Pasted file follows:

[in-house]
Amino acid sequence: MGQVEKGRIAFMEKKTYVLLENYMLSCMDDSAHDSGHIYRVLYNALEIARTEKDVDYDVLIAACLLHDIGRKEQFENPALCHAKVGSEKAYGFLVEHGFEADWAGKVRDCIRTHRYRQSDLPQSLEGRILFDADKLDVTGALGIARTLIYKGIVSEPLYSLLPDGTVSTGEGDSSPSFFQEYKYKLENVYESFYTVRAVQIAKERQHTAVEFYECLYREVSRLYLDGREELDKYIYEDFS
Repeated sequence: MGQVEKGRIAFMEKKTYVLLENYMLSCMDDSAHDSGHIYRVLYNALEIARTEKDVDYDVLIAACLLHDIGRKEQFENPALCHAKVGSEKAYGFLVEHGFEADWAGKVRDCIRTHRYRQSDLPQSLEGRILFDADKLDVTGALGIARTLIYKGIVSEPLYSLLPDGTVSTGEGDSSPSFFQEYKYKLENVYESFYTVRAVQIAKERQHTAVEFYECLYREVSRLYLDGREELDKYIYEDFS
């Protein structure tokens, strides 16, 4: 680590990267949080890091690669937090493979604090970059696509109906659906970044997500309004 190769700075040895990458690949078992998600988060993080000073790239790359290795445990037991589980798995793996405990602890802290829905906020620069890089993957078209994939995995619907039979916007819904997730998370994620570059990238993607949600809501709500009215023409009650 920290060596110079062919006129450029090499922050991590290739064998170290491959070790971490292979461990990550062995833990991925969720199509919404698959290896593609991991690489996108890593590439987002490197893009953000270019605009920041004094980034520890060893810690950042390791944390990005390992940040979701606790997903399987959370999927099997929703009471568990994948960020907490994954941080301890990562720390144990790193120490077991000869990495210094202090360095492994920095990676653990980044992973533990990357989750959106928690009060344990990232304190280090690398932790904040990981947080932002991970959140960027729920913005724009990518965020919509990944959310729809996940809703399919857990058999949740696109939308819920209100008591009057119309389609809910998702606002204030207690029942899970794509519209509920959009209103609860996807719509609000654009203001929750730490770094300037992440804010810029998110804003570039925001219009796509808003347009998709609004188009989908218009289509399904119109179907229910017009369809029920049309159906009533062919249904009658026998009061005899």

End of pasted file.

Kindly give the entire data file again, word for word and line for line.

[in-house]
Amino acid sequence: MGQVEKGRIAFMEKKTYVLLENYMLSCMDDSAHDSGHIYRVLYNALEIARTEKDVDYDVLIAACLLHDIGRKEQFENPALCHAKVGSEKAYGFLVEHGFEADWAGKVRDCIRTHRYRQSDLPQSLEGRILFDADKLDVTGALGIARTLIYKGIVSEPLYSLLPDGTVSTGEGDSSPSFFQEYKYKLENVYESFYTVRAVQIAKERQHTAVEFYECLYREVSRLYLDGREELDKYIYEDFS
Repeated sequence: MGQVEKGRIAFMEKKTYVLLENYMLSCMDDSAHDSGHIYRVLYNALEIARTEKDVDYDVLIAACLLHDIGRKEQFENPALCHAKVGSEKAYGFLVEHGFEADWAGKVRDCIRTHRYRQSDLPQSLEGRILFDADKLDVTGALGIARTLIYKGIVSEPLYSLLPDGTVSTGEGDSSPSFFQEYKYKLENVYESFYTVRAVQIAKERQHTAVEFYECLYREVSRLYLDGREELDKYIYEDFS
């Protein structure tokens, strides 16, 4: 680590990267949080890091690669937090493979604090970059696509109906659906970044997500309004 190769700075040895990458690949078992998600988060993080000073790239790359290795445990037991589980798995793996405990602890802290829905906020620069890089993957078209994939995995619907039979916007819904997730998370994620570059990238993607949600809501709500009215023409009650 920290060596110079062919006129450029090499922050991590290739064998170290491959070790971490292979461990990550062995833990991925969720199509919404698959290896593609991991690489996108890593590439987002490197893009953000270019605009920041004094980034520890060893810690950042390791944390990005390992940040979701606790997903399987959370999927099997929703009471568990994948960020907490994954941080301890990562720390144990790193120490077991000869990495210094202090360095492994920095990676653990980044992973533990990357989750959106928690009060344990990232304190280090690398932790904040990981947080932002991970959140960027729920913005724009990518965020919509990944959310729809996940809703399919857990058999949740696109939308819920209100008591009057119309389609809910998702606002204030207690029942899970794509519209509920959009209103609860996807719509609000654009203001929750730490770094300037992440804010810029998110804003570039925001219009796509808003347009998709609004188009989908218009289509399904119109179907229910017009369809029920049309159906009533062919249904009658026998009061005899």